Feb 05, 2016

The history of Barco Alchemy: two years of magic

Cinema 4 min read last updated on: May 22, 2018

In March 2014, Barco shipped the first units of its Barco Alchemy projectors with onboard ICMP (Integrated Cinema Media Processor). This media server for digital cinema had a lot of lofty ambitions right from the start. In this blog post, we’ll look back on the journey we’ve taken in these past 24 months − and on how the product has evolved from the new kid on the block to the most sold server in the industry.

The next logical step

The history of the ICMP has its roots in the cinema industry’s constant quest for better image quality, higher frame rates, and higher resolution. In the technical world of projectors and media servers, this comes down to more bandwidth for processing and transferring pixel data. This had already been the driving force in the migration from stand-alone servers, to IMBs (Integrated Media Blocks), to IMSs (Integrated Media Servers) in the 2005-2012 time frame. 

Around 2011-2012, Barco got together with its industry partners to see how a next step could be taken. At that moment, 4K content was limited to 30 fps, and real 4K 3D was not yet possible. At the same time, there was keen interest big from the creative industry to start working on higher frame rate 4K and combine 4K with 3D storytelling.

The stumbling block at that time − for DLP-based projectors, at least − was the architectural legacy: somehow, the projector world (Barco, Christie, NEC) had to connect to the server world (Doremi, GDC, Qube, Dolby, …). This translation or interface step was made by the so-called ICP (Integrated Cinema Processor) module. If we wanted to set a new standard, we’d have to work on this very boundary: to alter it; or even better, remove it. A full integration between server and projector was the next logical step. 

Predicting the future

At least: it was a logical next step from the outside. But once you start digging into the practicalities of such an integration, you realize how different these two worlds really are. Projector people tend to talk ‘lumens’ and ‘vertical sync’; while server people talk ‘CPL’ and ‘schedule’. Luckily (or not), Barco has all of this expertise in-house. We have been building digital projectors for over 30 years; and we’ve been in digital cinema since the very 1st screening. Plus, in 2010, we acquired the expertise of a large team that had been developing theater and screen management systems for many years. It seemed like the stars were aligned!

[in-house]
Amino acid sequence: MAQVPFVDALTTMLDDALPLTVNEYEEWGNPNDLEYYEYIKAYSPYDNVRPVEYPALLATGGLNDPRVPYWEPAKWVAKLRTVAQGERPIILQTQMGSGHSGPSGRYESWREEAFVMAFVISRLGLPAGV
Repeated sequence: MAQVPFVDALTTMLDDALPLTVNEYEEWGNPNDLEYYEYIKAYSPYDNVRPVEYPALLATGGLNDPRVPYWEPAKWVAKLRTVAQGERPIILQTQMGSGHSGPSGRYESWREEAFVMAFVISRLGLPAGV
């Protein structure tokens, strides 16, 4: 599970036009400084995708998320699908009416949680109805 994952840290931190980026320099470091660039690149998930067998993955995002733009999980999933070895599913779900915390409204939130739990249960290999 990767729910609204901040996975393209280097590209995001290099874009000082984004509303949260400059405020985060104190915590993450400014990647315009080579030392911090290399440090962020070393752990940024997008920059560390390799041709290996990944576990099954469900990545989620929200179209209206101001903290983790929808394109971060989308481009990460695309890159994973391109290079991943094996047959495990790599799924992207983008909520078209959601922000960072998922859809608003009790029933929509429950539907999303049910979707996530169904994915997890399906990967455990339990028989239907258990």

The development project started in 2012 with high ambitions: to be the most advanced and most future-proof media server in the industry. The only problem with being future-proof is that it’s hard to make predictions… especially about the future. Those early day discussions were strategic and tactical, but still hands-on. For example: “What format do we choose for our alternative content inputs?” HDMI is a typical video format; while Displayport is more a data format. On the other hand, Displayport 1.1a allows you to do 4K in a dual setup... Similar discussions took place regarding the integration of server and projector functionality: How far do you take this? How far do you take the user? 

Implementing market feedback

From a product development and engineering viewpoint, nothing is more fun than innovating and building new things. However, as the manufacturer with the biggest installed base in cinema, we cannot ignore the preferences and priorities of our 100,000+ users. By conducting surveys and interviews, we found out that they actually quite like that thin border. For them, it’s not necessarily a limiting border between technologies, but a practical separation between roles and functions: between a technical installer/service tech profile and a more operational projectionist profile. So we tuned our system architecture to the distinction that market feedback was making. 

By the beginning of 2014, we had fully passed our internal testing and validation as well as external certification (DCI-certification and some dozen others). We were ready to launch our product. Of course, the competition had not been sitting still during that period. So there we were, launching our brand-new server, and already we were in catch-up mode. Fortunately, we had a very enthusiastic team that kept on working very hard to add new features, improve performance, and implement market feedback. Using agile product development and scrum, we added new software versions at an incredible pace. Some of the things we added only in the past 12 months include: support for immersive audio, support for 3D on all alternative inputs, playback of 3 synchronized DCPs for Barco’s Escape format, ingest speeds improved by more than a factor of 4, …

Evolving to best-in-class

Today, 24 months after the launch, I am proud to say that we’ve evolved from the new kid on the block to a well-established and well-received product on the market. The vast majority of Barco projectors sold in the past year have been Barco Alchemy projectors, with ICMP on board. The total number sold in the past year puts us in at least the Top 3 of the most popular media servers for digital cinema. And above all: from the market feedback we get, our performance, reliability and stability are best-in-class. 

The product’s not finished, of course. It’s never finished − integrating with more and new devices in the ecosystem is always on our radar. As well as improving the user experience. And keeping up with new trends, both technical and operational, will be critical to holding onto our spot at the top. The Barco Alchemy team is ready to deliver some more magic in the next 24 months … and beyond!

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